As the paramedics arrived, I quickly gave them an overview of her condition, they then laid her on the gurney took her vitals and rushed her to the ER. Brit’s dad rode with them as I made sure the kids were ok and then met the ambulance at the hospital. By the time I arrived, Brit was wide awake, alert and like herself again. Her dad explained to me that she had an overdose of pain meds in her system and they had to give her a shot of naloxone and she immediately woke up. I was sitting there wondering how in the world could she have an overdose of meds in her system. As her caregiver, I monitored and charted all of her meds and made sure she always had what she needed. But then I remembered, she had to take extra pain meds before her dr’s appt because she was in more pain and asked for it just to be able to get ready and go out—she also hadn’t eaten much throughout the day either. This also explains why she was so groggy when we were at Walmart. The hospital kept Brit for a few hours to monitor her vitals and she was later released. I couldn’t begin to thank God enough in that moment. I went from thinking this was it for her and how I would have to make the calls to alert family/friends in one minute, to the next minute broke down in praise that my baby girl would live to see another day.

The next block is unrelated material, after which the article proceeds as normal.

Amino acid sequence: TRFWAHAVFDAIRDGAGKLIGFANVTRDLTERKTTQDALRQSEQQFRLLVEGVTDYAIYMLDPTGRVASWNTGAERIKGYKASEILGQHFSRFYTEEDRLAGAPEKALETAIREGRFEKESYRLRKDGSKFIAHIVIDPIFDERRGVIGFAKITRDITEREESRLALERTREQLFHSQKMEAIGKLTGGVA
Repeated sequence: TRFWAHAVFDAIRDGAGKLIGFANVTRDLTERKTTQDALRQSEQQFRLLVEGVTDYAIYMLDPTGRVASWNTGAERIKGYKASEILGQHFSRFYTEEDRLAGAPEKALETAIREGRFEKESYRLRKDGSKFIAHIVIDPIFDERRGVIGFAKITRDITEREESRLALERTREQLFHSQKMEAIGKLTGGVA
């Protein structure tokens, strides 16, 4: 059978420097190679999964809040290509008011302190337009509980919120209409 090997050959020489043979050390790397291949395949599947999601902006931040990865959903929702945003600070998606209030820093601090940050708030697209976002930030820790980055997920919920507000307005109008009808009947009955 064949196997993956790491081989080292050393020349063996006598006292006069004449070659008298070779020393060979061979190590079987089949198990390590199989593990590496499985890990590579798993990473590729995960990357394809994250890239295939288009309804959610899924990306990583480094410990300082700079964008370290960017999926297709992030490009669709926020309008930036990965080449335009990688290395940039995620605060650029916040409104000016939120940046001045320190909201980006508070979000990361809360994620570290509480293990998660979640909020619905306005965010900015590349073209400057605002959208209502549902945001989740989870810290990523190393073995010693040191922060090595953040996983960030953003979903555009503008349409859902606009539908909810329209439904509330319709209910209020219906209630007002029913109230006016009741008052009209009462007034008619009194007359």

Once we returned home, Brit cried hard when she heard how her sister Taianna held her and kept her from hitting the floor. She told Taianna how sorry she was for scaring her so bad and said she felt horrible about it. Taianna said, “it’s ok Brit. I’m just glad you’re ok.”
This is the makeup and inside look of a family in deep crisis, mourning and grief. When I look back at this time in our lives, nothing seemed normal but I worked full time wearing the mask of making it look like everything was better than ok. I made it look damn good, like we had it all together while all of our hearts were shattered, we were battle weary and didn’t know one day from the next. I can even recall watching my baby on the stretcher on the floor as paramedics worked on her and it was like I was watching a movie instead of the reality of my own life.
After 6 and a half years of grief counseling, I’ve learned that even today I still disassociate from time to time. The healing to that is, now I catch myself because I’m more self aware and I’ve learned to deal directly with whatever emotion or circumstance threatens to bring me back there again. ♥️🙏🏾
This post is in memory of Brittani Chantal Spight and is a short excerpt from my book, “Un-Masked, Un-Broken, Healed & Set Free”, Chapter 1 – The Modern Day Story of Job (c) 2019